As Emma finished her course in Rabari embroidery, she said she felt free of the bonds of perfectionism. It doesn’t have to be perfect! she discovered. Aakib told his Ajrakh student Claire not to fret over a mistake– it will be lost in the beauty of the piece, he said.

Somaiya Kala Vidya is becoming an art oasis where you can come and appreciate and philosophize.

Alternative to perfection is one thing that drew me to craft so long ago.

Perfection is a mathematical or industrial concept. Ironically, when a block print is copied in screen print, a bandhani copied in mill fabric, or an embroidery stitched on a stenciled pattern, it irons out the beauty that was meant to be preserved. Perfection snuffs out the life of a work of art.

I don’t look for perfection in craft, I recently told a visitor.

Then what do you look for? she asked.

Difficult to define…

The human touch, the person who created the work, humor, play, but above all excellence.

So, where lies excellence? Is it just short of perfection? Or is there something else? And who decides?

A visitor at our Ahmedabad exhibition, a seeker, asked, “How do you know a screen print from a block print?” I called Juned, Mubeen and Mustak- our Ajrakh students. They laughed and said, “You know! You can see it.”

So we examined some block prints. Mubeen gave a hint: somewhere you are going to see a join.

So is hand work bad work?

At a conference on handloom last year, designer Hemang Agrawal asked the audience what is the enemy of hand loom? Most people said power loom. But he said no, the enemy of handloom is bad handloom!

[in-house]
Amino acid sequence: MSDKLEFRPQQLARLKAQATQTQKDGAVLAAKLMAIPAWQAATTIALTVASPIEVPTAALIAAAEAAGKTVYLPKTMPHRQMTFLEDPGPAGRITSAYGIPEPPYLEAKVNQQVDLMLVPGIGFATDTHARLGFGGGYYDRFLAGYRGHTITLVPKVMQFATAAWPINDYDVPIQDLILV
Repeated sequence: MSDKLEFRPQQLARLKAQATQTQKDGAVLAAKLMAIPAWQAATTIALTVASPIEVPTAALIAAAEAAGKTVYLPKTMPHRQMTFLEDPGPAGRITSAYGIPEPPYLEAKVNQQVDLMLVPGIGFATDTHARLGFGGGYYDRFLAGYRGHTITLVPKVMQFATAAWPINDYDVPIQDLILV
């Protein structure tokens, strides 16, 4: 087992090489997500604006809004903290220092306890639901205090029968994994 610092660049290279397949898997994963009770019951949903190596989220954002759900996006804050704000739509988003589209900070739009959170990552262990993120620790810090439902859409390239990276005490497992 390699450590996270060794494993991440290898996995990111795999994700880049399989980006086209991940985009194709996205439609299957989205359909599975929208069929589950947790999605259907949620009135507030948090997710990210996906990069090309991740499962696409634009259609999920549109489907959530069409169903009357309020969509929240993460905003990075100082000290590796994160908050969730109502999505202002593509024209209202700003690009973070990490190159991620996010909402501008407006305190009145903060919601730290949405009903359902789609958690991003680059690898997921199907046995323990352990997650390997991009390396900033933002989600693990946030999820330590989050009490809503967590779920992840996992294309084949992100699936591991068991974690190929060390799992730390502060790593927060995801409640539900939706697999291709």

So how do artisans strive for excellence without needing to be perfect?

That is what the traditional artisan knows. They know that excellence isn’t perfect. Perfect is not a goal, just as perfection rarely exists in nature (the ultimate designer.)

Traditional artisans know this in a way that they distinguish from “learning.” When I asked Jivaben how she learned embroidery, she answered, “I didn’t learn it. I knew it.” That is the best definition I have ever found for tradition.

Then how does the consumer discern excellence?Traditionally clients and artisans shared a culture and they knew excellence in the same way.

And there lies connoisseurship.

Perfection is fairly easy to identify. Discerning excellence takes experience.

Arjo Klamer and Priyatej Kotipalli speak of the importance of connoisseurship in creating value, and in building a creative craft culture.

“Creative crafts come about not just because people make creative products, but also because others are able to appreciate those products. That is why we speak of co-creation: the creative crafts are a co-creation of makers, lovers and users.

An artisan’s success is first determined by the people who know, by the experts who can judge the quality, and then by others who pay attention to such judgment and are able and willing to pay the price.”

It takes time and experience to become a connoisseur. It is a journey well worth the time it takes. But connoisseurs are not usually young.

Meanwhile, artisans have some responsibility to teach their clients, in addition to making excellent work. This is part of the journey of connoisseurship, and it is part of the luxury of the human connection. That is exactly how Emma enjoyed her insight.

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